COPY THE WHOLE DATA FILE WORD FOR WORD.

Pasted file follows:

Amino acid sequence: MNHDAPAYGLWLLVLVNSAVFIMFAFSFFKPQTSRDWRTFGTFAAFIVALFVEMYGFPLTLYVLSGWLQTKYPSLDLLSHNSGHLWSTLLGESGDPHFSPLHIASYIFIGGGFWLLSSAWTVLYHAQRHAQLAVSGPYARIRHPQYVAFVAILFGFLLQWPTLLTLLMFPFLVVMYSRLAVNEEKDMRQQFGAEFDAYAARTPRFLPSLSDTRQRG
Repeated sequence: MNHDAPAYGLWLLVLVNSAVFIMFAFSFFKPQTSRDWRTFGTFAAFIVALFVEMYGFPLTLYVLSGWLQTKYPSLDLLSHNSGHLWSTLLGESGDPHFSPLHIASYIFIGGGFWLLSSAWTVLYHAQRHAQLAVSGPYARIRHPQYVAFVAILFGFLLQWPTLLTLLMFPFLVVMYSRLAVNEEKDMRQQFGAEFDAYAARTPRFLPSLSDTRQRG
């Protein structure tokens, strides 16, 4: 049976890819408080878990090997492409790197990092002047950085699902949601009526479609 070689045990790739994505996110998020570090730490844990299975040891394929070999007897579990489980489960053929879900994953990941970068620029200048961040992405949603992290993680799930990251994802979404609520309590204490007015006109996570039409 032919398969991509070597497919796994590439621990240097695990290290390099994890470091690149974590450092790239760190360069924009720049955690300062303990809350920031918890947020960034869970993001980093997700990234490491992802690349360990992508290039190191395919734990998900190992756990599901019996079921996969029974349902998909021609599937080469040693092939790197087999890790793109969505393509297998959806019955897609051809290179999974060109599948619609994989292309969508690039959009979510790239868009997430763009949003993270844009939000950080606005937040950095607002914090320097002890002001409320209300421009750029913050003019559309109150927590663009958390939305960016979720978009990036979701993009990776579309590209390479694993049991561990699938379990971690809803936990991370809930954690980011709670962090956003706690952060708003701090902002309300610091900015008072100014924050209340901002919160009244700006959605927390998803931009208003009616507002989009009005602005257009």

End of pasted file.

Amino acid sequence: MNHDAPAYGLWLLVLVNSAVFIMFAFSFFKPQTSRDWRTFGTFAAFIVALFVEMYGFPLTLYVLSGWLQTKYPSLDLLSHNSGHLWSTLLGESGDPHFSPLHIASYIFIGGGFWLLSSAWTVLYHAQRHAQLAVSGPYARIRHPQYVAFVAILFGFLLQWPTLLTLLMFPFLVVMYSRLAVNEEKDMRQQFGAEFDAYAARTPRFLPSLSDTRQRG
Repeated sequence: MNHDAPAYGLWLLVLVNSAVFIMFAFSFFKPQTSRDWRTFGTFAAFIVALFVEMYGFPLTLYVLSGWLQTKYPSLDLLSHNSGHLWSTLLGESGDPHFSPLHIASYIFIGGGFWLLSSAWTVLYHAQRHAQLAVSGPYARIRHPQYVAFVAILFGFLLQWPTLLTLLMFPFLVVMYSRLAVNEEKDMRQQFGAEFDAYAARTPRFLPSLSDTRQRG
């Protein structure tokens, strides 16, 4: 049976890819408080878990090997492409790197990092002047950085699902949601009526479609 070689045990790739994505996110998020570090730490844990299975040891394929070999007897579990489980489960053929879900994953990941970068620029200048961040992405949603992290993680799930990251994802979404609520309590204490007015006109996570039409 032919398969991509070597497919796994590439621990240097695990290290390099994890470091690149974590450092790239760190360069924009720049955690300062303990809350920031918890947020960034869970993001980093997700990234490491992802690349360990992508290039190191395919734990998900190992756990599901019996079921996969029974349902998909021609599937080469040693092939790197087999890790793109969505393509297998959806019955897609051809290179999974060109599948619609994989292309969508690039959009979510790239868009997430763009949003993270844009939000950080606005937040950095607002914090320097002890002001409320209300421009750029913050003019559309109150927590663009958390939305960016979720978009990036979701993009990776579309590209390479694993049991561990699938379990971690809803936990991370809930954690980011709670962090956003706690952060708003701090902002309300610091900015008072100014924050209340901002919160009244700006959605927390998803931009208003009616507002989009009005602005257009």